GPs urged to push back against CCGs that do not support collaboration

GPs whose plans to collaborate are being held back by a lack of support from local primary care organisations have been urged to press on and gather evidence to demonstrate the benefits of their plans.

Pictured (l to r): RCGP president Dr Terry Kemple, Dr Matthew Dolman, Dr Steve Mann and Dr Paul Bowen (Photo: Pete Hill)
Pictured (l to r): RCGP president Dr Terry Kemple, Dr Matthew Dolman, Dr Steve Mann and Dr Paul Bowen (Photo: Pete Hill)

Senior GPs involved in large-scale collaborative schemes across England told delegates at the RCGP annual conference in Liverpool that building evidence and developing influence at board level in local primary care organisations were vital to ensuring local plans could succeed.

Being 'militant' about ensuring promises of funding and support were delivered was also important, speakers told delegates at a debate on new models of care.

A Surrey GP told the panel: 'Our CCG is just not investing, despite great local ideas. What do we do?'

Dr Matthew Dolman, a GP and former chair of Somerset CCG - where the Symphony project has integrated GP practices with a district hospital, including eight practices that are now part of the hospital trust - said building evidence to support proposals was key.

Primary care at scale

'CCGs are time-limited, I believe,' he told the conference. 'So keep going, build the evidence to show the value of your model - to show you can deliver these outcomes, for this money.'

East Cheshire GP Dr Paul Bowen told the audience that he was seeing 'more militancy' happening locally. 'It's a good thing. Locally we have said - for example - you promised £3 per head, and we're not seeing it.'

He added that GPs were not fighting locally for money, but for the future of their communities.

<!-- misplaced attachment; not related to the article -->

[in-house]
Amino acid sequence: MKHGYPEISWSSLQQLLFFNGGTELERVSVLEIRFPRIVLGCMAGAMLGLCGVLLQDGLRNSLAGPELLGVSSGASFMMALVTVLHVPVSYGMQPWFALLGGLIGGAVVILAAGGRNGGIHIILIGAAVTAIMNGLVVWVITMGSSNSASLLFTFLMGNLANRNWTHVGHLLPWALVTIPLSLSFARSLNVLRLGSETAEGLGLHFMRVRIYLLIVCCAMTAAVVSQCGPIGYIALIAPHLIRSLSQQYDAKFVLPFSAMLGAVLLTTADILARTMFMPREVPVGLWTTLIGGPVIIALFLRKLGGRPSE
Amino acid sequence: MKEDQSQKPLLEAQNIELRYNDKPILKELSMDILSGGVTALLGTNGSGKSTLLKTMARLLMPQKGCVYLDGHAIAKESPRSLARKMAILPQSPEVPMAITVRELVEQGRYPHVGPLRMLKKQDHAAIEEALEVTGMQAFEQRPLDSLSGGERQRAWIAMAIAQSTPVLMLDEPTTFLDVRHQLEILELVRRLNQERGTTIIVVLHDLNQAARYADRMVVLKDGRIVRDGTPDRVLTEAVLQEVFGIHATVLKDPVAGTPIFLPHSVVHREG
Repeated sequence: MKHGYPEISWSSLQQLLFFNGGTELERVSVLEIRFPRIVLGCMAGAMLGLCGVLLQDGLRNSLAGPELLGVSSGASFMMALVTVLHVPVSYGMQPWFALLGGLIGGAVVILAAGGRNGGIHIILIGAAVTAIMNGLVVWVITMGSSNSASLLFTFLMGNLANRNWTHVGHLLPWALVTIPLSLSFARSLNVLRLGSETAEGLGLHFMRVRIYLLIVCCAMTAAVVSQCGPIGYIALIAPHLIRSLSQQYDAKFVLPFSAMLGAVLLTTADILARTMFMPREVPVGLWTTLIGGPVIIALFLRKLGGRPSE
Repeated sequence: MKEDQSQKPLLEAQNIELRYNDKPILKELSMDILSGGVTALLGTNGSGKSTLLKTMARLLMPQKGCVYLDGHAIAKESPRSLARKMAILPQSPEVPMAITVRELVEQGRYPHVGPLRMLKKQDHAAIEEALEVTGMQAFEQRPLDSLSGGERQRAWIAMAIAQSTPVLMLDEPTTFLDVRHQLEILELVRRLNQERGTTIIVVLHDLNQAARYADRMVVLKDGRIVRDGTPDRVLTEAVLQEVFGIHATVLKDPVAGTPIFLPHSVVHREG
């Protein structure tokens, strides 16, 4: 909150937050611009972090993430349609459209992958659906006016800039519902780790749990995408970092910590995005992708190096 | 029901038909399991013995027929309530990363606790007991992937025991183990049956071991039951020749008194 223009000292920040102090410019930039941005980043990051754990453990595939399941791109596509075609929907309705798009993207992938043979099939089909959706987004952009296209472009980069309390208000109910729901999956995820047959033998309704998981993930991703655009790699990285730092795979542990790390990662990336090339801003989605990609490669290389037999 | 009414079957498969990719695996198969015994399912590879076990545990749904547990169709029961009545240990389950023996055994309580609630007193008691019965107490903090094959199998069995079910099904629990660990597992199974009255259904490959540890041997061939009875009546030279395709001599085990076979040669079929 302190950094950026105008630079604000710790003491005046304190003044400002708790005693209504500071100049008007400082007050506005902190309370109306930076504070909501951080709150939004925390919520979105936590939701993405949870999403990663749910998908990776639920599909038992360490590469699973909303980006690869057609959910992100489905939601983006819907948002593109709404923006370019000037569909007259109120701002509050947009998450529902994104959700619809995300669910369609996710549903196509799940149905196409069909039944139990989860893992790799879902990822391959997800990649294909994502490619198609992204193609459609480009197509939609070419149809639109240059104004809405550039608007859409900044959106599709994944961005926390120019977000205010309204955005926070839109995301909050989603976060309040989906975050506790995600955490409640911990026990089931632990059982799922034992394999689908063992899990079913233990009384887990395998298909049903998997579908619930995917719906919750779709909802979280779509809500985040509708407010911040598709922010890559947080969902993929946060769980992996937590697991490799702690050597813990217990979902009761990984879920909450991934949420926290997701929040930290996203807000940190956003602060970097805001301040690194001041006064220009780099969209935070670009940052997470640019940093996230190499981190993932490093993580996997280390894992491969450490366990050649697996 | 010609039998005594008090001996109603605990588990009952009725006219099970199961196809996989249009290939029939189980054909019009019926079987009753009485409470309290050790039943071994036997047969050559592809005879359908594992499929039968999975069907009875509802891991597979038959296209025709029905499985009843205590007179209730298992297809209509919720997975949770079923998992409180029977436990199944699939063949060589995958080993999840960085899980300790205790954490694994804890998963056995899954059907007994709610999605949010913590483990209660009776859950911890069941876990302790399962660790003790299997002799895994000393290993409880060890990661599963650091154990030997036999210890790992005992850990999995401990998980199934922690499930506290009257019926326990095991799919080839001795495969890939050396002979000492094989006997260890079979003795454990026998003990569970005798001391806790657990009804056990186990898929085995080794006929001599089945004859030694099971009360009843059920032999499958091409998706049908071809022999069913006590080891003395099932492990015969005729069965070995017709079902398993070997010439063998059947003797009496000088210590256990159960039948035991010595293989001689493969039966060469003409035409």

The speakers urged GPs to stand up and become leaders locally, to lead change and help drive it. Dr Steve Mann, multispecialty community provider lead for Dudley CCG told the conference that the age of the hospital was over, and that communities would now take the lead.

He said that GPs locally should build relationships with local managers and identify people whose opinions were respected in the local health economy. He also told GPs that they should not underestimate the strength of a clinical voice at boardroom level.

'Once we get into negotiations at that level, it is very unusual that the clinical voice gets drowned out. We bring reality to those discussions. Once you say "in my clinical opinion"...the room goes quiet.'

He added: 'We have to recognise the age of the hospital is over. The age of the community is going to come forward, and that’s where you have to position yourselves as leaders.'

Full coverage of the RCGP annual conference 2017

Have you registered with us yet?

Register now to enjoy more articles and free email bulletins


Already registered?

Sign in

Follow Us:

Just published

£20 notes spread out

VAT trap for PCNs could strip millions of pounds from general practice

Tens of millions of pounds could be stripped from general practice because work carried...

Talking General Practice logo

Podcast: Is the BMA representing GPs effectively, why GPs face a pension tax hit, and views on the workload crisis

In our regular news review the team discusses representation of GPs, a new survey...

Man sleeping

NICE guidance on insomnia backs app to replace sleeping pills

Hundreds of thousands of people with insomnia could be offered treatment via a mobile...

Health worker prepares a dose of COVID-19 vaccine

JCVI backs autumn COVID-19 booster campaign for high-risk adults and NHS staff

Frontline health and social care staff and adults at increased risk of severe illness...

GP consultation

Government accused of 'misleading' claims on general practice workforce

GP leaders have accused the government of making misleading claims about the general...

Consulting room door

LMC calls for enhanced access to be scrapped after abuse forces practice to close reception

A Midlands LMC has backed a practice forced to close its reception desk after abuse...